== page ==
Your help is greatly appreciated.

Edited by cantbootwindowsxp, 22 August 2010 - 03:55 AM.

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#5
SpywareDr

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Newegg.com > Internal Hard Drives > 400GB - 800GB > SATA 3.0Gb > 7200 RPM > 3.5" > 32MB Cache > Free Shipping
http://www.newegg.co...ING&PageSize=20
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#6
123Runner

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Could unplugging the power cable suddenly out of a power board while the computer is running cause Bad Sectors?

Thats not a good thing to do! The initial surge can destroy any component/board/drive, etc or create issues.

Also can having the power cable plugged into a power board with about 9 other devices cause any problems of any kind?

This would be a problem if the PSU is not up to snuff to handle all the components plugged in. In other words (basicly) to low of wattage.

You have a SAMSUNGHD160JJ. You can verify the drive is bad by running the manufacturers diagnostics. But based on the info given, it is bad.
A link to Samsung diagnostics is in my signature.

For the data, you can try recovery by attaching as a 2nd drive in your other computer or put in a USB enclosure.
Nothing ventured....nothing gained.
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#7
Neil Jones

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Could unplugging the power cable suddenly out of a power board while the computer is running cause Bad Sectors? Also can having the power cable plugged into a power board with about 9 other devices cause any problems of any kind?


Unplugging the HDD when the machine is in use is not a good idea. You don't fill the car up with petrol while it's running, do you? At least, I hope you don't.

Re: the power board, I presume you mean something like this:
http://www.lindy.co....e-2m/70145.html

If so, it shouldn't affect anything inside the computer.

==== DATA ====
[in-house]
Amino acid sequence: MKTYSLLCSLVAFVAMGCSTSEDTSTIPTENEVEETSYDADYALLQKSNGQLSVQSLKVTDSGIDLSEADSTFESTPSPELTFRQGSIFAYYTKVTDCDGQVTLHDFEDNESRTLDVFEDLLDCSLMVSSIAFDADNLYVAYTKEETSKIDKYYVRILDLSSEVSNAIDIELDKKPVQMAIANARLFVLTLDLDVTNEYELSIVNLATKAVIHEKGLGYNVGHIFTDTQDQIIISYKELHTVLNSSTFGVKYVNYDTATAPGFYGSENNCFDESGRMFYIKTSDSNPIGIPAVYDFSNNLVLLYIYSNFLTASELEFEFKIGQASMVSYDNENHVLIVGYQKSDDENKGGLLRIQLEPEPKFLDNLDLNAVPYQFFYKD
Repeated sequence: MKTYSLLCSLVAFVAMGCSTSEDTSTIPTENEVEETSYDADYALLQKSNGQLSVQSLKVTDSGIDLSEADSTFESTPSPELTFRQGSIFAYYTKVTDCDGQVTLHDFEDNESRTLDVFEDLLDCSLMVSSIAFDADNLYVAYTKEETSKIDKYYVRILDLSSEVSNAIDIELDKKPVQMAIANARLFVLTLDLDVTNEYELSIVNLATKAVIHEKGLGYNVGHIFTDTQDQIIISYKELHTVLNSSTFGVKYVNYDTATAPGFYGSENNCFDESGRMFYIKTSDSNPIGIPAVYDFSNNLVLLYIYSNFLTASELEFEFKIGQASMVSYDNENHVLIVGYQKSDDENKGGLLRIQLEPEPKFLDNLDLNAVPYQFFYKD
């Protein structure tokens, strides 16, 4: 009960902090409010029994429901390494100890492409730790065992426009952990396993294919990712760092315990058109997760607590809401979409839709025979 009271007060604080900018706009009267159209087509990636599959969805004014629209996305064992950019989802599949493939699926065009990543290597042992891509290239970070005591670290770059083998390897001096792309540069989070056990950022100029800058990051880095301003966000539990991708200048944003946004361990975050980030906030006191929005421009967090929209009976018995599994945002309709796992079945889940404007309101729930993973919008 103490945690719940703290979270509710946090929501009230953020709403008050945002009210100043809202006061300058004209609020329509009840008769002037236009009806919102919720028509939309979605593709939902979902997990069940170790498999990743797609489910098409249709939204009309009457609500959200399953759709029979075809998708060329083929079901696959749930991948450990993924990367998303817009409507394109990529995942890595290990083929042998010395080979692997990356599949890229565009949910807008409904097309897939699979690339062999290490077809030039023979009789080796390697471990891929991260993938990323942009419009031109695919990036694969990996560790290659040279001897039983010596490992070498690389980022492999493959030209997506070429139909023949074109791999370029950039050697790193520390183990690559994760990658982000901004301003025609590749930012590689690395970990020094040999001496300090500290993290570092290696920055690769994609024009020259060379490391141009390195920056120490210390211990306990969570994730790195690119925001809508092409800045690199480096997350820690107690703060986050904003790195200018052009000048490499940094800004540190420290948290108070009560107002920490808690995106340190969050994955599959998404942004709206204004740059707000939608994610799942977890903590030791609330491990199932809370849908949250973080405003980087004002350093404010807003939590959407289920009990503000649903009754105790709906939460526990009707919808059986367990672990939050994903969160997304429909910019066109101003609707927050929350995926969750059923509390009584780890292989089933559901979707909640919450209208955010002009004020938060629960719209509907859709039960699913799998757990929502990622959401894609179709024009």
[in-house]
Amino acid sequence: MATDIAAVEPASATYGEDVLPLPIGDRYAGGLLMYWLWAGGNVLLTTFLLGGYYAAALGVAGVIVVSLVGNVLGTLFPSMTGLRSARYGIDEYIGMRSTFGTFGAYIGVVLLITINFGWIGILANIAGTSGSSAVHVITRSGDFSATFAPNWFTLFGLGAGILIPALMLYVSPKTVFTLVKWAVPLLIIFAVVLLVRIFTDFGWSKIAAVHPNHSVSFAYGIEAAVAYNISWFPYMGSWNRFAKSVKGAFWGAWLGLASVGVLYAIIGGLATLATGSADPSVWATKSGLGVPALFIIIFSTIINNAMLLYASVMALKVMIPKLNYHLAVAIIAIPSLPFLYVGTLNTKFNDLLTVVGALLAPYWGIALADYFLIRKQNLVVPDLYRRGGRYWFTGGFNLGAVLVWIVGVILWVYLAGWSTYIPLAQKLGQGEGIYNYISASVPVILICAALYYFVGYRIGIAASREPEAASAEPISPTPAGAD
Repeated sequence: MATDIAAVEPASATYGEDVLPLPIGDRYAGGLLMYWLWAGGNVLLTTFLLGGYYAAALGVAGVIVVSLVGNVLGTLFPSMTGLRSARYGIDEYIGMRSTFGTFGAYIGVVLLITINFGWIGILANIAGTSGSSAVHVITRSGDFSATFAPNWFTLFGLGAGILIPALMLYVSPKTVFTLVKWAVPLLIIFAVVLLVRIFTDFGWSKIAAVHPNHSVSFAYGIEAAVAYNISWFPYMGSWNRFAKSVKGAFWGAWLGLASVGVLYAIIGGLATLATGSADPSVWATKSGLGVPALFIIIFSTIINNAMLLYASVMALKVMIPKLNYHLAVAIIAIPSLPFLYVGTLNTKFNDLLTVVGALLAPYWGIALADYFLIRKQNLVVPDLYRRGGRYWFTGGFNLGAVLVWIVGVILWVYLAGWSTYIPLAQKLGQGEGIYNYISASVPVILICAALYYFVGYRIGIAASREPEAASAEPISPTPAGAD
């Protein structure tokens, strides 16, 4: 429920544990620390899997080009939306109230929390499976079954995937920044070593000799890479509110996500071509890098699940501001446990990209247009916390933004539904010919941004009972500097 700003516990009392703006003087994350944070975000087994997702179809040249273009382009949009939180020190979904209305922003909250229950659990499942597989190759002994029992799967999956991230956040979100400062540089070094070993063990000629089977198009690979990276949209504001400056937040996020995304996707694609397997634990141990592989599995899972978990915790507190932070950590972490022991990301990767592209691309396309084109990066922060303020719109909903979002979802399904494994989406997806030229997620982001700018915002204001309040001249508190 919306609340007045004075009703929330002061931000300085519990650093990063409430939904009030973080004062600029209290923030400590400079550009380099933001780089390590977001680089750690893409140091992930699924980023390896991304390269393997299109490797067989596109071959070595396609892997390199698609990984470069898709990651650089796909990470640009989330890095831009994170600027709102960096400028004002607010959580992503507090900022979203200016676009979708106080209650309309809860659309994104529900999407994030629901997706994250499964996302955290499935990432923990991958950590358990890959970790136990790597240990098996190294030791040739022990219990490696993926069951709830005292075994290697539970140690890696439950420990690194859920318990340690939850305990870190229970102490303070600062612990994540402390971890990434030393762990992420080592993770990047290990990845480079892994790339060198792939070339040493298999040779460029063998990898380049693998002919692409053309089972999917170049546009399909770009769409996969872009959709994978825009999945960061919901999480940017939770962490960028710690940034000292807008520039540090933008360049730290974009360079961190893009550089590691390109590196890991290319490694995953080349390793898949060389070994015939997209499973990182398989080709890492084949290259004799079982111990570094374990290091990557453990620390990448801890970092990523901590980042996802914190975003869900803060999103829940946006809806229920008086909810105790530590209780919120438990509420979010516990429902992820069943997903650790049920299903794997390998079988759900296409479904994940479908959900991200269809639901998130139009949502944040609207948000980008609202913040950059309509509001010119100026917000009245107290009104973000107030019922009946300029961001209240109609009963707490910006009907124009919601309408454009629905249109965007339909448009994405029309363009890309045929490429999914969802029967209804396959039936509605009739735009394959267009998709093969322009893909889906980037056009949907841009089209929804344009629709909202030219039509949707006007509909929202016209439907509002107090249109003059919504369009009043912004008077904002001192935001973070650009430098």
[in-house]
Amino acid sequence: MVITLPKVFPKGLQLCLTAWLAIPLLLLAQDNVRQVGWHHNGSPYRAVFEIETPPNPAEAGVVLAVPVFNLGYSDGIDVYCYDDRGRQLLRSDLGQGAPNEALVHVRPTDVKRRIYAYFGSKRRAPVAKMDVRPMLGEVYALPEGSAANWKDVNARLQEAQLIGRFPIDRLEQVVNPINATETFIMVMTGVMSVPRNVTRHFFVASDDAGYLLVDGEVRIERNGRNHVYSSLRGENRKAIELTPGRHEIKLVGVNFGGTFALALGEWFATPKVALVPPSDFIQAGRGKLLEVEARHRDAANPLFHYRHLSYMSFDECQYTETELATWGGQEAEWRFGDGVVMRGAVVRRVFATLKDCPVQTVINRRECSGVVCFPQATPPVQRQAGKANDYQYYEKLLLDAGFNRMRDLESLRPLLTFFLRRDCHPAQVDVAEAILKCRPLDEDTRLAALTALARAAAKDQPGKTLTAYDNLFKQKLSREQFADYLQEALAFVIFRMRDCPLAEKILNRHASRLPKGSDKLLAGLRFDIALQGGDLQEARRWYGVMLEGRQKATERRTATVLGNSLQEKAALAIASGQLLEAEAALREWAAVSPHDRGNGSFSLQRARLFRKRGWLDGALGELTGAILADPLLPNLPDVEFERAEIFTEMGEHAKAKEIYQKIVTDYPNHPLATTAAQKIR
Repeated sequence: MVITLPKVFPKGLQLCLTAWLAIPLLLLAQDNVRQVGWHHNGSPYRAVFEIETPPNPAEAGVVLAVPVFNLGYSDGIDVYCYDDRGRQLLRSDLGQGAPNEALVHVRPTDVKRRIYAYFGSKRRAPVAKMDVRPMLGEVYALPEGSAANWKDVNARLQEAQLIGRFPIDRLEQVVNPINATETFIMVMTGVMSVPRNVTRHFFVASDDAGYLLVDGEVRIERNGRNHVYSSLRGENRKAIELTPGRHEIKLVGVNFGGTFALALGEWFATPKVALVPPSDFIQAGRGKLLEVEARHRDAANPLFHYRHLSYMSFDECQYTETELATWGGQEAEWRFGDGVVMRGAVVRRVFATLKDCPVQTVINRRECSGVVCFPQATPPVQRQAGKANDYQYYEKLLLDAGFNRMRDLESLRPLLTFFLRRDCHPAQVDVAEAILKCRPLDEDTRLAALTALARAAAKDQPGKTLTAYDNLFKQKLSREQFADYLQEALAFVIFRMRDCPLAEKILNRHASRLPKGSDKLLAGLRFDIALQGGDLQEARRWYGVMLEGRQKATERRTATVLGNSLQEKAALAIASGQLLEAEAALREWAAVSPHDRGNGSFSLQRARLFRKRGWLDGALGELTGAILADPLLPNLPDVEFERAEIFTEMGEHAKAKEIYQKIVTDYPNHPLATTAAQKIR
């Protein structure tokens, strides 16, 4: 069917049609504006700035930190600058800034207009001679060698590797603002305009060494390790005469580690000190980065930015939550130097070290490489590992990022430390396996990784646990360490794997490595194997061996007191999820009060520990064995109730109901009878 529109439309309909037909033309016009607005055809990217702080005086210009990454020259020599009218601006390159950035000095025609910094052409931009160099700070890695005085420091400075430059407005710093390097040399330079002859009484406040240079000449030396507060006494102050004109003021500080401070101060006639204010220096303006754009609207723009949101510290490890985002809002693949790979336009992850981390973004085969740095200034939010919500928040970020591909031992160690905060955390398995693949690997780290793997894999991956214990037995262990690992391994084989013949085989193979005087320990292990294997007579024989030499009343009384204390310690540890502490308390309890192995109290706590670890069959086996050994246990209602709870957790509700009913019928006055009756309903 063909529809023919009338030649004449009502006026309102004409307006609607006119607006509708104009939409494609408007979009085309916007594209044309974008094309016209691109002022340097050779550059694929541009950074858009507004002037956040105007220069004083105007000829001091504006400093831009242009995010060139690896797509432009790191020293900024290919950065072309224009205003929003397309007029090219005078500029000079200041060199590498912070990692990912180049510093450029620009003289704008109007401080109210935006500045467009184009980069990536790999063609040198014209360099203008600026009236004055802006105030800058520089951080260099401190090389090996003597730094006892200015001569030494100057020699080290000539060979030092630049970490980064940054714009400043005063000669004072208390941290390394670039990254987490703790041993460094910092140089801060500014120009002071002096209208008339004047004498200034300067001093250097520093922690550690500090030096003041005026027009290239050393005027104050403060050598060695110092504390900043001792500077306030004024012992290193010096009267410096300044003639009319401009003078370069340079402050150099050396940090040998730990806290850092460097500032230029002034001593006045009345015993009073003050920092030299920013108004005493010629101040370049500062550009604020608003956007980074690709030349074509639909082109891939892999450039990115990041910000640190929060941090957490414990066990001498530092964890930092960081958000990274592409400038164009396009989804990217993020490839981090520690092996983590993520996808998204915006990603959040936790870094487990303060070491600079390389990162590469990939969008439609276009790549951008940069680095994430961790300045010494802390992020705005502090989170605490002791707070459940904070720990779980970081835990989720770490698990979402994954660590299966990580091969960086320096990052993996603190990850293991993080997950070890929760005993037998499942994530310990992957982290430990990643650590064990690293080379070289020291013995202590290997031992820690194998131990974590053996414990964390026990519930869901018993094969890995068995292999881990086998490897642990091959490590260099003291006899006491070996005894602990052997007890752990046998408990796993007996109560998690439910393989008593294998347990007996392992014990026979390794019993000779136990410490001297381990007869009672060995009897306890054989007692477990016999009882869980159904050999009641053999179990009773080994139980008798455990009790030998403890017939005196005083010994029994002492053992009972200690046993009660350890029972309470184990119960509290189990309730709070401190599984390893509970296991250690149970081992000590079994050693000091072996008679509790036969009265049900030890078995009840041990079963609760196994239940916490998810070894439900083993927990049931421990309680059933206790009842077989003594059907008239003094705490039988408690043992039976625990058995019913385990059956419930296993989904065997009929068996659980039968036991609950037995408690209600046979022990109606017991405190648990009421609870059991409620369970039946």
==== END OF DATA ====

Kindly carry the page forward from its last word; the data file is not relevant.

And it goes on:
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#8
cantbootwindowsxp

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Thanks for your replies.

Neil obviously pulling the cord out of the power board is not a good thing to do, but unfortunately was the only way I was able to turn the computer off at the time...re my power board - it allows 10 devices, not 4.

123Runner, yeah I was thinking pulling the power cable might be a big factor with what has happened, thanks for that info.
Also these 2 suggestions:
attaching as a 2nd drive in your other computer or put in a USB enclosure.
I'm not really sure how to do either of these. Could you possibly give me a brief rundown of what is involved? I've never really done anything inside the computer apart from clean dust from the fans.

SpywareDr thanks for the link, much appreciated...would this Samsung HD754JJ (750 gig) for $69.99 at the bottom of the page you linked to be a good choice?
http://www.newegg.co...N82E16822152227
Seems like a good price for 750 gig...though I heard Seagate is very good, what brand do you think is the best for a computer like my Asus?

Cheers.

Edited by cantbootwindowsxp, 23 August 2010 - 03:40 AM.

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#9
SpywareDr

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I was thinking pulling the power cable might be a big factor with what has happened ...

One of the main jobs of an operating system is keeping track of where all the bits and pieces of the gadzillions of files are located on the hard drive. To do this it uses a type of index. If you yank the power cord while the operating system is in the middle of trying to update this index, the result will be a corrupt index. The files will all still be on the hard drive of course but, the operating system will no longer know where to find all the bits and pieces of all of them. (I.e., a total disastrous mess).

You also need to allow the hard drive enough time to park (move) the heads. If they land on (or even touch) the spinning platters where your data is, goodbye data. :)

SpywareDr thanks for the link, much appreciated...

You're welcome.

would this Samsung HD754JJ (750 gig) for $69.99 at the bottom of the page you linked to be a good choice? Seems like a good price for 750 gig...
http://www.newegg.co...N82E16822152227

Don't have any real experience with Samsung, good or bad.

... I heard Seagate is very good, what brand do you think is the best for a computer like my Asus?


I'm a little leary of Seagate. Too many 'early' failures over the years.

IBM/Hitachi and Western Digital are both good.
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#10